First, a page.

As further supporting Rescue Pumps arrived, a serious water shortage was experienced on the site and the fire continued to spread. An assistance message at 10H30 from the officer in charge requested all available water tankers within the Ethekwini Region to be despatched to the incident. The size of the warehouse is approx. 900 metres by 600 metres.
The incident received international press coverage and local social media was abuzz with updates and images of the incident. It also created quite a lot of panic and uncertainty regarding toxic smoke clouds and the possibility of evacuation.
By 19H00 with the spread of fire still not contained, a message reporting that 100 tonnes of fertiliser product, of which 40 tonnes was volatile, prompted Ethekwini Disaster Management to consider possible evacuation of what was proposed to be a 3-4 Km radius around the site.
Keith Lowes, ZS5WFD, had been monitoring his Fire Department radio and had been in discussion with his Deputy Provincial Director Dave ZS5HN, with a view to setting up an emergency net on the local Highway Club 145.625 repeater.
A WhatsApp group created for the recent Tour Natal Motor Rally was receiving numerous messages from HAMNET members, reporting their availability to assist, in addition to call-in’s on the repeater.
A local HAMNET Emergency WhatsApp Group was born during this incident, and proved to be very effective.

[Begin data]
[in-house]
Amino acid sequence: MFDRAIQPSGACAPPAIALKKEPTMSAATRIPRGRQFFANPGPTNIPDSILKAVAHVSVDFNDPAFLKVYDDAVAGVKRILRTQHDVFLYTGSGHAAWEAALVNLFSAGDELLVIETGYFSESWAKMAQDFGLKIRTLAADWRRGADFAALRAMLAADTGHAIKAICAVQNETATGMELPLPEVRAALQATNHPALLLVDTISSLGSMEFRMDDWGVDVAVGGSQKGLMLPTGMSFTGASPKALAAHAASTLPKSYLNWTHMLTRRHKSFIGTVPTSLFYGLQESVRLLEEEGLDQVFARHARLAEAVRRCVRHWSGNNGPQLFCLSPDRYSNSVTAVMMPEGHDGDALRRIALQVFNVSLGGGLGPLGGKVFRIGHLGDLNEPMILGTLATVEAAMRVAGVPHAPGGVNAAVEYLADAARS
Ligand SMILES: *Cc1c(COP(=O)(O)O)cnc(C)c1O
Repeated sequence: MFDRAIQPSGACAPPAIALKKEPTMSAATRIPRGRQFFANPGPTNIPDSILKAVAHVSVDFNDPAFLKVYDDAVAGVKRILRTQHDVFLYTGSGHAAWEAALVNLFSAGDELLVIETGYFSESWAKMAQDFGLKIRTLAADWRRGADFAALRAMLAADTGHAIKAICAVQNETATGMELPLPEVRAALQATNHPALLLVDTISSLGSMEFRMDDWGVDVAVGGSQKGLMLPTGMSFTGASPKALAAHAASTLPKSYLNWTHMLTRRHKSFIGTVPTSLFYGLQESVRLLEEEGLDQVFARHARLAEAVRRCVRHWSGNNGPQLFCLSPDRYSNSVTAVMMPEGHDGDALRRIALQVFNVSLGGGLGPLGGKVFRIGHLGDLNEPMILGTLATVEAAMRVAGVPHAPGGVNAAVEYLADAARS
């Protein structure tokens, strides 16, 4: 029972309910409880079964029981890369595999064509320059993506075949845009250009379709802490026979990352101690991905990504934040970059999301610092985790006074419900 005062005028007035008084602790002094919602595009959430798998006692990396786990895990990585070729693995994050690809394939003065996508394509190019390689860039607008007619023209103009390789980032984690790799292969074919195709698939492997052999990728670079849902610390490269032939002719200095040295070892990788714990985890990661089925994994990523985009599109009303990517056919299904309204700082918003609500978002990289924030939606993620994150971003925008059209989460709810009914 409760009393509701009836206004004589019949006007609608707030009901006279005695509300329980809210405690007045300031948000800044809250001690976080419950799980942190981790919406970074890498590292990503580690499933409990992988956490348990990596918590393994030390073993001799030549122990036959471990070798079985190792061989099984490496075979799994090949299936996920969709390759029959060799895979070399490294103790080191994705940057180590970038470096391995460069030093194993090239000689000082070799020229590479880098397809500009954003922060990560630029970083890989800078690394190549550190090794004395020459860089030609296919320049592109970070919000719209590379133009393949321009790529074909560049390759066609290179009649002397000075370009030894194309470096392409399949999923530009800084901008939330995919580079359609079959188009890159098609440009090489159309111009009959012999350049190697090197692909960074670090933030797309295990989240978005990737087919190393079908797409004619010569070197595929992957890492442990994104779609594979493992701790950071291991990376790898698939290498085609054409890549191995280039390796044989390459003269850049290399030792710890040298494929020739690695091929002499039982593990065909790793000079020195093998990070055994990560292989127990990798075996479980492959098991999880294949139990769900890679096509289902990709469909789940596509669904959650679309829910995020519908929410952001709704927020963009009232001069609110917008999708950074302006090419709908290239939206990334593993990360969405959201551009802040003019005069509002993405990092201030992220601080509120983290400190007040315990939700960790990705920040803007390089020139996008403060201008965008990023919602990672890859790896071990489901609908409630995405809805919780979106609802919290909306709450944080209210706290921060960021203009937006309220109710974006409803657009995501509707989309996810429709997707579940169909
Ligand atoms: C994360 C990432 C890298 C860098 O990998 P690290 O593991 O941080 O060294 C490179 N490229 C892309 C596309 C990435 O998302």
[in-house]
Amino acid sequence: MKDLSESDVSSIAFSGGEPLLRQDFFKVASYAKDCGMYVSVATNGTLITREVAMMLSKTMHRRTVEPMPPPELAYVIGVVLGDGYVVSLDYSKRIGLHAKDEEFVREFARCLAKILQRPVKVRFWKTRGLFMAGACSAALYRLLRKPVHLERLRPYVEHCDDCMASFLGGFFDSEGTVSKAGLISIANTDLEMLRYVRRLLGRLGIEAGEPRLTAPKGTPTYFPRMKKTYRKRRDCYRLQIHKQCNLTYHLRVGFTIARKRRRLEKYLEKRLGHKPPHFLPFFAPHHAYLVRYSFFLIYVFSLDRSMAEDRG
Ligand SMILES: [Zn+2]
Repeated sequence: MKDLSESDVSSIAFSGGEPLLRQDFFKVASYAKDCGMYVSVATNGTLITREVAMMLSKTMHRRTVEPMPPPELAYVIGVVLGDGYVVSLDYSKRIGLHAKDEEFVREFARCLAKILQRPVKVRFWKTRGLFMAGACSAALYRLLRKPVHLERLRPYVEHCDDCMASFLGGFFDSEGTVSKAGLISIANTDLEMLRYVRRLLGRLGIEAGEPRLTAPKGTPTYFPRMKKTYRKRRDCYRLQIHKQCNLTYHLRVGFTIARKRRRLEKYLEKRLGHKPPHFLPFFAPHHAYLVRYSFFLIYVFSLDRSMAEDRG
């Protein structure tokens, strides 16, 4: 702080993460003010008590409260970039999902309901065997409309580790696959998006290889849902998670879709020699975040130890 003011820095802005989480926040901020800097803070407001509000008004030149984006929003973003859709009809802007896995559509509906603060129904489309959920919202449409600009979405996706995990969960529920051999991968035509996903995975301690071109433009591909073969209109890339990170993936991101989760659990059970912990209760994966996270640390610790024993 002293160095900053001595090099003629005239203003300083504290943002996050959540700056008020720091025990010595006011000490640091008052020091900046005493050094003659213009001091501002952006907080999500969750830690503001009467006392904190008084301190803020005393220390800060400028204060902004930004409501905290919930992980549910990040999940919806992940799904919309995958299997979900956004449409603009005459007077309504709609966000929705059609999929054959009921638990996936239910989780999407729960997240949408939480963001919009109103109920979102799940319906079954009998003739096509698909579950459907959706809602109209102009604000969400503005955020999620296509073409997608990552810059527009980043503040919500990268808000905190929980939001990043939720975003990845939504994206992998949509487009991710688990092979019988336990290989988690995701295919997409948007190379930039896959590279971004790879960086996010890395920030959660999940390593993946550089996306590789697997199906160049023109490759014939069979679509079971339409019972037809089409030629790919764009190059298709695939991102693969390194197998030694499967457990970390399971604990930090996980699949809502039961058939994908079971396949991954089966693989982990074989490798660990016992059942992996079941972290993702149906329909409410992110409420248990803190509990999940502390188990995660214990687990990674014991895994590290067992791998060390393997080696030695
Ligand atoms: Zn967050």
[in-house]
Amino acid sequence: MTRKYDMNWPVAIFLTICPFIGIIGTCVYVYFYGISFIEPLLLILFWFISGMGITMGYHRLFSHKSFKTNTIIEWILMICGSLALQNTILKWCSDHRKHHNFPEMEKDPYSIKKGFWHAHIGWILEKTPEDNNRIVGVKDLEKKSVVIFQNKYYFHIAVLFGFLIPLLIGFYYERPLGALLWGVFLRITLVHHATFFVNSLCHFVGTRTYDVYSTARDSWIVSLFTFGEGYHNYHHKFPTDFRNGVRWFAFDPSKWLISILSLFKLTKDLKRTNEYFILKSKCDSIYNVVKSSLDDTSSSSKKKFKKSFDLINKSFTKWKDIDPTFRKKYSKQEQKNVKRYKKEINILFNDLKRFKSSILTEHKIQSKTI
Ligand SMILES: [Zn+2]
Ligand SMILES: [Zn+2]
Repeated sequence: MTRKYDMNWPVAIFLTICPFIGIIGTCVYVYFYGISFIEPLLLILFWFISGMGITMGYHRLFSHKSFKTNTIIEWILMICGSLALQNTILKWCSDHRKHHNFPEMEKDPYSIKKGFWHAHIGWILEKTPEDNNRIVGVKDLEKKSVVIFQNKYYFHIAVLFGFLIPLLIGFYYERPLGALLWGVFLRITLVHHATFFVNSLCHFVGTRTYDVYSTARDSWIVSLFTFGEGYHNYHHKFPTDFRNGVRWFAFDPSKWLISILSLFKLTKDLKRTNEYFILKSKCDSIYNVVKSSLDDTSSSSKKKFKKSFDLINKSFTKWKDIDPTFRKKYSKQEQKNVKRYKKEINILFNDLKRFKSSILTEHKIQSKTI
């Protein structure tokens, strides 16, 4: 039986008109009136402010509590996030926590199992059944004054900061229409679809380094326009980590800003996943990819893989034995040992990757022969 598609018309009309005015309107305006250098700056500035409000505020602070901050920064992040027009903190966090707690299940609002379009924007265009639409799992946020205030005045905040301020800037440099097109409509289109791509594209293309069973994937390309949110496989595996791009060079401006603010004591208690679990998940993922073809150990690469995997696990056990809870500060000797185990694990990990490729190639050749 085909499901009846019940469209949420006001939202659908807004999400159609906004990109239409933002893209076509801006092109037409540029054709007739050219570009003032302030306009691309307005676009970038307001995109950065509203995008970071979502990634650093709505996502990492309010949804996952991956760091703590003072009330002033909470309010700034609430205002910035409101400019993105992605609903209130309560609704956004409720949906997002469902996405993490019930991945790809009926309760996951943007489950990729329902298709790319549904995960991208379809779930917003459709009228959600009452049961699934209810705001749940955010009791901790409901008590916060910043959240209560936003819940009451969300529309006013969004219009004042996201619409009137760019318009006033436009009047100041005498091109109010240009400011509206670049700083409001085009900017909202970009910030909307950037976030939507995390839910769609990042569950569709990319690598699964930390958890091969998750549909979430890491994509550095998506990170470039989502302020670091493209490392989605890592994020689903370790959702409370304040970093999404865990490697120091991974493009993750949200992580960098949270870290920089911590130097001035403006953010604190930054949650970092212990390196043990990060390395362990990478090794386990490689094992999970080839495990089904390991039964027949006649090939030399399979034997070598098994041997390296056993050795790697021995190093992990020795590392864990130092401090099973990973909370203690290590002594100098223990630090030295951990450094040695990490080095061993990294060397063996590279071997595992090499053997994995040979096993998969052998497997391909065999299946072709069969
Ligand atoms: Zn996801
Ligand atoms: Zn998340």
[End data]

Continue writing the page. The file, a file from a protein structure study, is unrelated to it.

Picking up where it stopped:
At 20H30 Keith notified the Disaster Management Control Centre of HAMNET member’s availability to assist with the evacuation should it be required, and that he was proceeding to activate ZS5DCC at the centre. Dave ZS5HN co-ordinated the available stations on the repeater from his home in Amanzimtoti.
By 21H45, ZS5DCC was operational and 15 Hamnet members were available to assist if required.
Ethekwini Transport Authority had been informed by Disaster Management of the possibility of large scale evacuation and a fleet of busses had been placed on standby. Sites had been identified as possible holding areas for the public at the University of KZN sports grounds, the Bluff Golf Course and Cato Manor sports grounds.
An update provided by Ethekwini Fire Chief Enoch Mchunu at 22H30 indicated that they had prevented the fire from spreading towards the fertiliser, and that evacuation of the surrounding area would not be required.
The JOC was stood down for the night at 23H30.
The use of WhatsApp is a very useful tool to keep members in touch with what is happening. Keith has since created a “social” and an “Emergency” WhatsApp group. He thanked all those members who offered their services should the evacuation have been implemented. Thank you Keith for the comprehensive report.
As, usual, we finish our report with a quick look at the dams. On average, the country’s dams are 74% full, stable from last week, and better than the same time last year, by 19 percentage points. However, the Western Cape’s levels continue to drop, by yet another point to 26%, compared to 27% last week, and 32% this time last year. The City of Cape Town’s water department is considering increasing water tariffs, and reducing the allocation of free water to owners of low-cost homesteads, with a view to increasing capital to manage the shortage, and possibly to installing small scale desalination. It doesn’t get much more serious than this.
This is Dave Reece ZS1DFR reporting for HAMNET in South Africa.